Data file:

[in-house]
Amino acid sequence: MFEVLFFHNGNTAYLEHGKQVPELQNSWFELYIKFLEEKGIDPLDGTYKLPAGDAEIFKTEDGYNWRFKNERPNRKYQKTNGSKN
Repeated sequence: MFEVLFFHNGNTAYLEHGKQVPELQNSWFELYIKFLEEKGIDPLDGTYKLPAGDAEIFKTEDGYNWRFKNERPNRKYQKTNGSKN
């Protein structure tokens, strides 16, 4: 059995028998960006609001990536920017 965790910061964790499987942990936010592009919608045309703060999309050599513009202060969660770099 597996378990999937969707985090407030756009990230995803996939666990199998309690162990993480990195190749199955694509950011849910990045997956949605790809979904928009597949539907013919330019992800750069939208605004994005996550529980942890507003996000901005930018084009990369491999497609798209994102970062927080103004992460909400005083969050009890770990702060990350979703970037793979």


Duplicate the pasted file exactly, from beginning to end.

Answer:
[in-house]
Amino acid sequence: MFEVLFFHNGNTAYLEHGKQVPELQNSWFELYIKFLEEKGIDPLDGTYKLPAGDAEIFKTEDGYNWRFKNERPNRKYQKTNGSKN
Repeated sequence: MFEVLFFHNGNTAYLEHGKQVPELQNSWFELYIKFLEEKGIDPLDGTYKLPAGDAEIFKTEDGYNWRFKNERPNRKYQKTNGSKN
């Protein structure tokens, strides 16, 4: 059995028998960006609001990536920017 965790910061964790499987942990936010592009919608045309703060999309050599513009202060969660770099 597996378990999937969707985090407030756009990230995803996939666990199998309690162990993480990195190749199955694509950011849910990045997956949605790809979904928009597949539907013919330019992800750069939208605004994005996550529980942890507003996000901005930018084009990369491999497609798209994102970062927080103004992460909400005083969050009890770990702060990350979703970037793979």